Covid-19: One in five parents treated unfairly at work


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Approximately 2.6 million parents feel they have been treated less fairly at work because of their childcare responsibilities since the coronavirus crisis began.

A YouGov poll asked working parents whether they agree with the following statement: “I have felt treated less fairly at work because of my childcare responsibilities” since the Covid-19 outbreak in the UK began. One in five respondents answered “strongly agree” or “tend to agree”.

There is currently no legal or regulatory mechanism to defend or protect working parents in the way the Prime Minister has suggested” – Jane van Zyl, Working Families

Work-life balance charity Working Families, which commissioned the poll, is calling on the government to add caring responsibilities to the list of protected characteristics in the Equality Act.

Mothers were more likely to agree with the statement than fathers (22% vs 17%) and part-time workers were much more likely to agree with the statement than full-time workers (29% vs 15%).

Jane van Zyl, chief executive of Working Families, said: “At the height of lockdown, the Prime Minister made clear that parents must be ‘defended and protected’ if they are unable to work because they cannot get the childcare they need. But there is currently no legal or regulatory mechanism to defend or protect working parents in the way the Prime Minister has suggested.

“In terms of childcare, we are certainly not back to ‘business as usual’ – since schools reopened in September, parents have continued to struggle, managing staggered school times, gaps in wraparound care provision, and the ever-present risk of being required to self-isolate.”

The report, Flexistability: Building Back Better for the UK’s Working Families, found that, of the 45% of parents who weren’t working flexibly prior to the pandemic, nearly four out of five said that the reason was because managers had told them that flexible working wasn’t possible. Many parents felt their employer’s cultural resistance to working remotely had been broken down by the pandemic.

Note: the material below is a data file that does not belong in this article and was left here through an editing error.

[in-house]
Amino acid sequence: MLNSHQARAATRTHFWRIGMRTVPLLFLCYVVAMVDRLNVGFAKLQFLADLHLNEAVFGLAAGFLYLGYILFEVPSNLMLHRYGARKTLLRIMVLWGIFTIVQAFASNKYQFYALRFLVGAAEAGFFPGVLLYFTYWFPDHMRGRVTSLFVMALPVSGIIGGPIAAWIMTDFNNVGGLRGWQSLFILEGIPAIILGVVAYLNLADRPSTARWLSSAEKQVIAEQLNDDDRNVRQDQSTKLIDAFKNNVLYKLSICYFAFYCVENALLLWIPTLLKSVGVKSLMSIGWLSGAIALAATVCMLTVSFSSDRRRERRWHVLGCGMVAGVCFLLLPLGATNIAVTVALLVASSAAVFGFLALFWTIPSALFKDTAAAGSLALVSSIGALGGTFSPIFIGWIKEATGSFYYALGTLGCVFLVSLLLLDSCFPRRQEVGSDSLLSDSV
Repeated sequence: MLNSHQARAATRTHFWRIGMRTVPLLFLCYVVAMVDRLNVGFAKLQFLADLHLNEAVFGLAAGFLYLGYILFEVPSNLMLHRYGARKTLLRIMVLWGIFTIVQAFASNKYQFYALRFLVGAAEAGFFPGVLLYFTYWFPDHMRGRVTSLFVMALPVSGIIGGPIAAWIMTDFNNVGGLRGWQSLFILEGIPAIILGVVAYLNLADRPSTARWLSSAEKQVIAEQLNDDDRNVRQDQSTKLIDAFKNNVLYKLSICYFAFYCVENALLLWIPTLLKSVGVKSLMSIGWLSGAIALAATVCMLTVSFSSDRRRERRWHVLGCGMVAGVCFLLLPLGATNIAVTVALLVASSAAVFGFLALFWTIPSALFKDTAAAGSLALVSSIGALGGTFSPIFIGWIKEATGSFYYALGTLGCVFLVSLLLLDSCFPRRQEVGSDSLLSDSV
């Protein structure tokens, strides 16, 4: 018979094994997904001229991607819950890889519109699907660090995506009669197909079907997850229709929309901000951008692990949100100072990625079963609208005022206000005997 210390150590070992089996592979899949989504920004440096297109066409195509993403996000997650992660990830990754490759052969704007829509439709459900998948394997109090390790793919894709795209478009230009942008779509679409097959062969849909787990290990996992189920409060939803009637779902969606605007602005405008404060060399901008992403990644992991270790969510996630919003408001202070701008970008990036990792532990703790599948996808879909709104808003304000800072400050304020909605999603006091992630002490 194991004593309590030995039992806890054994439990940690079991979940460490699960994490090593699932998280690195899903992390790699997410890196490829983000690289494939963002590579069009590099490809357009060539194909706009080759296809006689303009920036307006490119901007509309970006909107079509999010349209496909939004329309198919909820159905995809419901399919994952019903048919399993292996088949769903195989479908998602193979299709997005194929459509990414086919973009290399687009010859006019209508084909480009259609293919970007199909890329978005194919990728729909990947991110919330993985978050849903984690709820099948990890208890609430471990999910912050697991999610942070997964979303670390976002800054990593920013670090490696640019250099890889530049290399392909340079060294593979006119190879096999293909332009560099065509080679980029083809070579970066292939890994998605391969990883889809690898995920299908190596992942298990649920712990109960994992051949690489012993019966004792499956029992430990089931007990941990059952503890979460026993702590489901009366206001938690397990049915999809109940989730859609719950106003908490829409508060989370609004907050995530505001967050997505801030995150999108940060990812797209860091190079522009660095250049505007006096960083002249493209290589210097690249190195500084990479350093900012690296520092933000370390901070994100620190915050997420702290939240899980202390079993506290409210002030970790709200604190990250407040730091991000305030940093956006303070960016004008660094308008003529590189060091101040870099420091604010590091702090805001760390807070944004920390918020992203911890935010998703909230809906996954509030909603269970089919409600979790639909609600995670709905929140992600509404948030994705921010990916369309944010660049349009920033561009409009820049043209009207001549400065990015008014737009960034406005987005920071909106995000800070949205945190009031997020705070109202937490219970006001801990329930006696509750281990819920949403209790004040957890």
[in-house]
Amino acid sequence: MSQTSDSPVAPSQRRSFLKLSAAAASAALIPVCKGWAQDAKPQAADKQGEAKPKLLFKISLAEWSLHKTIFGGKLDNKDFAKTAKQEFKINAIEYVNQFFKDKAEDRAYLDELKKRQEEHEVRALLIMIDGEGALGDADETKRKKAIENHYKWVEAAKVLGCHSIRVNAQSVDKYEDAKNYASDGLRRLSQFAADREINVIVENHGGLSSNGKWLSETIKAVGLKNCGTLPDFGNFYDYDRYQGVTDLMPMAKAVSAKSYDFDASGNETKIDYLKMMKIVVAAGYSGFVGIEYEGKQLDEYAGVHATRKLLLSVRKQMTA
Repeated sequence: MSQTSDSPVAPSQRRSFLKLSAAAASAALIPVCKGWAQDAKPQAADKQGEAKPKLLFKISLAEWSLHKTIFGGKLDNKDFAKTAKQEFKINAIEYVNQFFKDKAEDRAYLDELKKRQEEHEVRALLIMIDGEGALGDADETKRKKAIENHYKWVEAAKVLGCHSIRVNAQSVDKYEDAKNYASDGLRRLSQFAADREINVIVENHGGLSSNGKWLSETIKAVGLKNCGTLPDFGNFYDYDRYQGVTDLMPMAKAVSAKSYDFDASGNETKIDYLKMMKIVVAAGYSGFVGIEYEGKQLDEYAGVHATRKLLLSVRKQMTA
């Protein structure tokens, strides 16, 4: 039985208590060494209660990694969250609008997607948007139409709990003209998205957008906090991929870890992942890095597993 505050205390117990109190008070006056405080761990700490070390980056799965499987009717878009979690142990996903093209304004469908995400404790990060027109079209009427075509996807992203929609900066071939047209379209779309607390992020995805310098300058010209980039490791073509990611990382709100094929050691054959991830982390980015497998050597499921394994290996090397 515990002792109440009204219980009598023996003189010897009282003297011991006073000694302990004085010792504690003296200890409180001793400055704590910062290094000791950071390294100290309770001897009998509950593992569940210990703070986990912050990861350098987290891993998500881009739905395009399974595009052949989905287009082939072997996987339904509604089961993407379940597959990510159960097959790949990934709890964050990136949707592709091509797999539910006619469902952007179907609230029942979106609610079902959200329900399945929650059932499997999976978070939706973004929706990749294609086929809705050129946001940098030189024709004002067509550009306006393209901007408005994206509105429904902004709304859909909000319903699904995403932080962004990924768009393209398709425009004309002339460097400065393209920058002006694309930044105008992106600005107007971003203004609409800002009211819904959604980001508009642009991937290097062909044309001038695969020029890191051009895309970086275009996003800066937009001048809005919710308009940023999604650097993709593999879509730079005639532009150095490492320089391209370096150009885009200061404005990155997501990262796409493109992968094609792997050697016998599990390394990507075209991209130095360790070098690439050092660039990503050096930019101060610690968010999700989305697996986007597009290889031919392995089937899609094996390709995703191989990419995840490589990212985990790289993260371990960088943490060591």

Working Familes is recommending that employers should publicly report annually on how many jobs are advertised on a part-time and flexible basis, with the flexible working options specified (as a proportion of all jobs advertised, by salary level). They should also have to declare how many staff are recruited on a part-time and flexible basis.

It also recommends that the right to request flexible working should be made a day-one right, and the business reasons for refusing a request reviewed and strengthened in light of Covid-19.

Van Zyl added: “With millions of parents facing unfair treatment at work just for having caring responsibilities – and waves of Covid-related redundancies around the corner– now is the time for the government to act and make being a parent or carer a protected characteristic.”

The report says that  parents who are simply unable to work in their usual way as their childcare arrangements are unavailable should be ‘defended and protected’. The best way to achieve this would be to add caring responsibilities to the list of protected characteristics in the Equality Act, providing a legal foundation on which to tackle workplace discrimination against mothers and fathers.

It criticised the shared parental leave for not always supporting fathers and partners’ aspirations, “perpetuating the idea of mothers as carers, underpinning gender inequality.”

Working Families are calling for:

  • Mothers would still have the option to transfer some of their maternity leave and pay to their partner after taking two weeks of leave. However, 12 weeks is reserved for her and must be used in a block within 52 weeks of the birth
  • Fathers and partners are entitled to an additional 12 weeks of non-transferable partner’s leave. It must be used in a block within 52 weeks of the birth
  • The remainder of a mother’s maternity leave (39 weeks) can be transferred to her partner in up to three blocks – two blocks of paid leave (13 weeks) and one block of unpaid leave (12 weeks).

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